There they were again in 1962’s Manchurian Candidate, in spades. But this time around not as doors awaiting opening, but as implants designed to elicit a pre-calculated response. The queen of hearts/spades taught us to do as told, replaced our heads to make sure we would.
Second reprises re-open unfinished discussions, but then leave them hanging. The novelty of Frankenheimer’s take was that he reminded us that this kind of symbolically activated psychomanipulation (dream by design) for state/patriotic uses has roots fertilized by hot wars in abeyance, in rehearsal. The elaboration of this insight in the film of course implicates both Mao and Stalin as practitioners-in-chief: true as far is it goes in Korea.(fn 1).*
But the man who’ genius created the story in the first place (Richard Condon – interestingly himself a mid-career defector from the PR/adworld himself) is rightfully absorbed into the doings of image-power in the Cold War (plenty enough material, McCarthy had just been thrust aside): his book is not offered as a history of the technology, merely as snapshot: in fact as very good raconte of forgotten times when Freudian everything was the rage and our political landscape was in a state of hysteria over the Red-ening of Asia. It is quite sufficient as a de-cloaking of psycho-manipulation as mechanized in those first years of Stalin-dread, and on both sides (“brainwashing”, and counter-implant surgery). But it needs perspective.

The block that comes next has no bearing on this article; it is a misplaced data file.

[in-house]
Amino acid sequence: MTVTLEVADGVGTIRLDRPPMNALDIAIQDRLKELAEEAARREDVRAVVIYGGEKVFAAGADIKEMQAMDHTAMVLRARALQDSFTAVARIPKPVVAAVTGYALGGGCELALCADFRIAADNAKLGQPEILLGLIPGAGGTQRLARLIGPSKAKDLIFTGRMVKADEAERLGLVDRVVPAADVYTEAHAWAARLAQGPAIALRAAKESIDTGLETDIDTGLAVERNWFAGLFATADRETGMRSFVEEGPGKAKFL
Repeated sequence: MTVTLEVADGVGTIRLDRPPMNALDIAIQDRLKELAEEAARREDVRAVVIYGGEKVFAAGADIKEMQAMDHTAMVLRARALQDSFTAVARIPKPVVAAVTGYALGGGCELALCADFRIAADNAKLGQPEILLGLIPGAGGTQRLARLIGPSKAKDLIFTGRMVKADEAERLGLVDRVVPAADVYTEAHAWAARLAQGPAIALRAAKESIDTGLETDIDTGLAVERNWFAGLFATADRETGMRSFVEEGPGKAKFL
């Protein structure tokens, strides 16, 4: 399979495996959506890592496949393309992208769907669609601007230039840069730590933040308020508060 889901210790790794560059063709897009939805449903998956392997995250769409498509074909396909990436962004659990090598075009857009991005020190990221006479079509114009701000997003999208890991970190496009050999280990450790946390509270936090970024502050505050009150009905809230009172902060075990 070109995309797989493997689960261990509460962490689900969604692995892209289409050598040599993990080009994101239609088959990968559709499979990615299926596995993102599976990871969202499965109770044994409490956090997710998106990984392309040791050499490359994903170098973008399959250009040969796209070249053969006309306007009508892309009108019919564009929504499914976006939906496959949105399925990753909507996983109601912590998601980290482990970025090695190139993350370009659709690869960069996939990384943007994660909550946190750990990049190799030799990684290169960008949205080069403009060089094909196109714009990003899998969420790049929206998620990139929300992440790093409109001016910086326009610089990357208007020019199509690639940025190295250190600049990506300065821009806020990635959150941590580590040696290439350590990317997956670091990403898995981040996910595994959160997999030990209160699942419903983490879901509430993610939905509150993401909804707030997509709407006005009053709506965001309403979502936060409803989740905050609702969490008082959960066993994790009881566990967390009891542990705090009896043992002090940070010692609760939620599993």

(1) For an updated list of enormous how-to as well as scholarly literature on the subject of mental manipulative technologies (esp. as related to semiotics): see
I find the best among these to be:
William Leiss (Author), Stephen Kline (Author), Sut Jhally (Author), Jacqueline Botterill (Author) Social Communication in Advertising: Persons, Products and Images of Well-Being (NY/London Routledge 1997)